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Legumes (Fabaceae or Leguminosae) are unique among cultivated plants for their ability to carry out endosymbiotic nitrogen fixation with rhizobial bacteria, a process that takes place in a specialized structure known as the nodule. Legumes belong to one of the two main groups of eurosids, the Fabidae, which includes most species capable of endosymbiotic(More)
BACKGROUND Plants from temperate regions are able to withstand freezing temperatures due to a process known as cold acclimation, which is a prior exposure to low, but non-freezing temperatures. During acclimation, a large number of genes are induced, bringing about biochemical changes in the plant, thought to be responsible for the subsequent increase in(More)
Rhizobium-root nodule symbiosis is generally considered to be unique for legumes. However, there is one exception, and that is Parasponia. In this nonlegume, the rhizobial nodule symbiosis evolved independently and is, as in legumes, induced by rhizobium Nod factors. We used Parasponia andersonii to identify genetic constraints underlying evolution of Nod(More)
With the considerable growth of available nucleotide sequence data over the last decade, integrated and flexible analytical tools have become a necessity. In particular, in the field of population genetics, there is a strong need for automated and reliable procedures to conduct repeatable and rapid polymorphism analyses, coalescent simulations, data(More)
Understanding the selective constraints of partner specificity in mutually beneficial symbiosis is a significant, yet largely unexplored, prospect of evolutionary biology. These selective constraints can be explored through the study of nucleotide polymorphism at loci controlling specificity. The membrane-anchored receptor NORK (nodulation receptor kinase)(More)
Climate changes will have an impact on food production and will require costly adaptive responses. Adapting to a changing environment will be particularly challenging in sub-Saharan Africa where climate change is expected to have a major impact. However, one important phenomenon that is often overlooked and is poorly documented is the ability of(More)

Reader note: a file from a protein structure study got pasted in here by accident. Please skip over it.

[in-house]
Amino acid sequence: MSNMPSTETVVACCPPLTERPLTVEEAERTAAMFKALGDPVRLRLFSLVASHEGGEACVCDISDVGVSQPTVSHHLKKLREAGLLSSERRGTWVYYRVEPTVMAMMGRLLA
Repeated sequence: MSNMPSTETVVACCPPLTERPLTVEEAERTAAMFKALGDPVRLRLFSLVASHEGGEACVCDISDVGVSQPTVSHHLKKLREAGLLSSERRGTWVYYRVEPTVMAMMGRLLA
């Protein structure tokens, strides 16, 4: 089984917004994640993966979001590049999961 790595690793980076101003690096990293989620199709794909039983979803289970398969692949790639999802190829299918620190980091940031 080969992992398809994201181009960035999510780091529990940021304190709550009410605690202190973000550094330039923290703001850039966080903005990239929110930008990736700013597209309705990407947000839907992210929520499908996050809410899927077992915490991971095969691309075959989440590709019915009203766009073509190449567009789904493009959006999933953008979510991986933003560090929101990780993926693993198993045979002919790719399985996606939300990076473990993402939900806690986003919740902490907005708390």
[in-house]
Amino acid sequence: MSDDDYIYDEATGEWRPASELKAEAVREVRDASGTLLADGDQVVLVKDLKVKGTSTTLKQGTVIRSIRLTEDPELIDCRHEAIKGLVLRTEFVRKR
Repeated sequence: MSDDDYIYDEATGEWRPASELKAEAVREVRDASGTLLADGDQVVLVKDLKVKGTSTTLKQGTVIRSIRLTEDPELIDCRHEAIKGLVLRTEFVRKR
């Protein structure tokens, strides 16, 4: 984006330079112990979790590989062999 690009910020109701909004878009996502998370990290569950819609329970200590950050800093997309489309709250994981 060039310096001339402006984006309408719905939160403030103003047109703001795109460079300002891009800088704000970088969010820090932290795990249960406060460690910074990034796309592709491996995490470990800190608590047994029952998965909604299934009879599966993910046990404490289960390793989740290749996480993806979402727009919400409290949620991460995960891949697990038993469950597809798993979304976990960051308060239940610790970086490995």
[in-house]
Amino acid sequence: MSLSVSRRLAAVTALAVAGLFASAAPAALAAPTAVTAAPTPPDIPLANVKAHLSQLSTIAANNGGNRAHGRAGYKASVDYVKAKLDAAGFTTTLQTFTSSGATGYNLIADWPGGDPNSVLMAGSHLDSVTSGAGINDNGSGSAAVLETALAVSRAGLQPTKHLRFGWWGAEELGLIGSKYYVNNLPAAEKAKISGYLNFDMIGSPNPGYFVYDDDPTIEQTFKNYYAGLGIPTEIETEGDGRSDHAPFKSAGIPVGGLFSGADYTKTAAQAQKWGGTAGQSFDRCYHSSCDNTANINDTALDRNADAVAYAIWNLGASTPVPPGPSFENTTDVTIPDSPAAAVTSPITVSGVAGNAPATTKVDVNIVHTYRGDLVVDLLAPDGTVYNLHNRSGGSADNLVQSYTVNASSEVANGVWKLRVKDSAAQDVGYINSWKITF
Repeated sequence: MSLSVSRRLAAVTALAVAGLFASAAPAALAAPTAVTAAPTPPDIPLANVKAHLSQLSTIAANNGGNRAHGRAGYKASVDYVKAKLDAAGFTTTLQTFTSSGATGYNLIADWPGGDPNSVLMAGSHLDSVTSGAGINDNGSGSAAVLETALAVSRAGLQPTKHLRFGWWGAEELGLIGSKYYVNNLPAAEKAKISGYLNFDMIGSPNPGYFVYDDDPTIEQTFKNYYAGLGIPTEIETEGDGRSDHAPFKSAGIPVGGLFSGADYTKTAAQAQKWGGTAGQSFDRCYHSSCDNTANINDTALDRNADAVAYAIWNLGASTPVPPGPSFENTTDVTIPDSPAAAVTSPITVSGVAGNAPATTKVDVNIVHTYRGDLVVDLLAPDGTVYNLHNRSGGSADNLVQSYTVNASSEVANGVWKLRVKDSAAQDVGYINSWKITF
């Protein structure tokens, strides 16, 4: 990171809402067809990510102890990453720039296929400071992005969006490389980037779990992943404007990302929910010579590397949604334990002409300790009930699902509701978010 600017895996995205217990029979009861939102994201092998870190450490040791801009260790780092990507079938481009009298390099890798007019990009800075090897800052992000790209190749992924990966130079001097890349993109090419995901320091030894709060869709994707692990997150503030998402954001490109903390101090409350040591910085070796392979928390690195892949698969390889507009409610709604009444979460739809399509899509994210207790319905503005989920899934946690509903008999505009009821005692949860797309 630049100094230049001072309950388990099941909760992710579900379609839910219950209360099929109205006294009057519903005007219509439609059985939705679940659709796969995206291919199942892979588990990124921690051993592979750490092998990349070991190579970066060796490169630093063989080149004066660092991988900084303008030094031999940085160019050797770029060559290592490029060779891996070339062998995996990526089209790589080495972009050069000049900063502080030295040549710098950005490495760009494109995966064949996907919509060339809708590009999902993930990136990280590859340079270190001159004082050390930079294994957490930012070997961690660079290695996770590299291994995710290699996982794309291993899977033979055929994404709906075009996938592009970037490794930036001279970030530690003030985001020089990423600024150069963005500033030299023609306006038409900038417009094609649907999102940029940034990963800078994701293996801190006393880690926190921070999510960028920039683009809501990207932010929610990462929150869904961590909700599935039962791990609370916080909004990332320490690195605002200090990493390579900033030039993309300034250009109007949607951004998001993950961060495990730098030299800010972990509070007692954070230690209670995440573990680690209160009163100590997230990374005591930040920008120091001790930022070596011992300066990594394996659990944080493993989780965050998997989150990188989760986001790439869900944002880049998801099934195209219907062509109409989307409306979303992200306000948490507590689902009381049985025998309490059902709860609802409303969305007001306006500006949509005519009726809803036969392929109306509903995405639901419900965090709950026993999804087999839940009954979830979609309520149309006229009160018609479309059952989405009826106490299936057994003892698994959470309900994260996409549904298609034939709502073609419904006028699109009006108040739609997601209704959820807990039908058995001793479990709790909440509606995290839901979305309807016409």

While genomic erosion is common among intracellular symbionts, patterns of genome evolution in heritable extracellular endosymbionts remain elusive. We study vertically transmitted extracellular endosymbionts (Verminephrobacter, Betaproteobacteria) that form a beneficial, species-specific, and evolutionarily old (60-130 Myr) association with earthworms. We(More)
BACKGROUND We studied patterns of molecular adaptation in the wild Mediterranean legume Medicago truncatula. We focused on two phenotypic traits that are not functionally linked: flowering time and perception of symbiotic microbes. Phenology is an important fitness component, especially for annual plants, and many instances of molecular adaptation have been(More)
The ability of plants to track seasonal changes is largely dependent on genes assigned to the photoperiod pathway, and variation in those genes is thereby important for adaptation to local day length conditions. Extensive physiological data in several temperate conifer species suggest that populations are adapted to local light conditions, but data on the(More)
BACKGROUND The NODULATION RECEPTOR KINASE (NORK) gene encodes a Leucine-Rich Repeat (LRR)-containing receptor-like protein and controls the infection by symbiotic rhizobia and endomycorrhizal fungi in Legumes. The occurrence of numerous amino acid changes driven by directional selection has been reported in this gene, using a limited number of messenger RNA(More)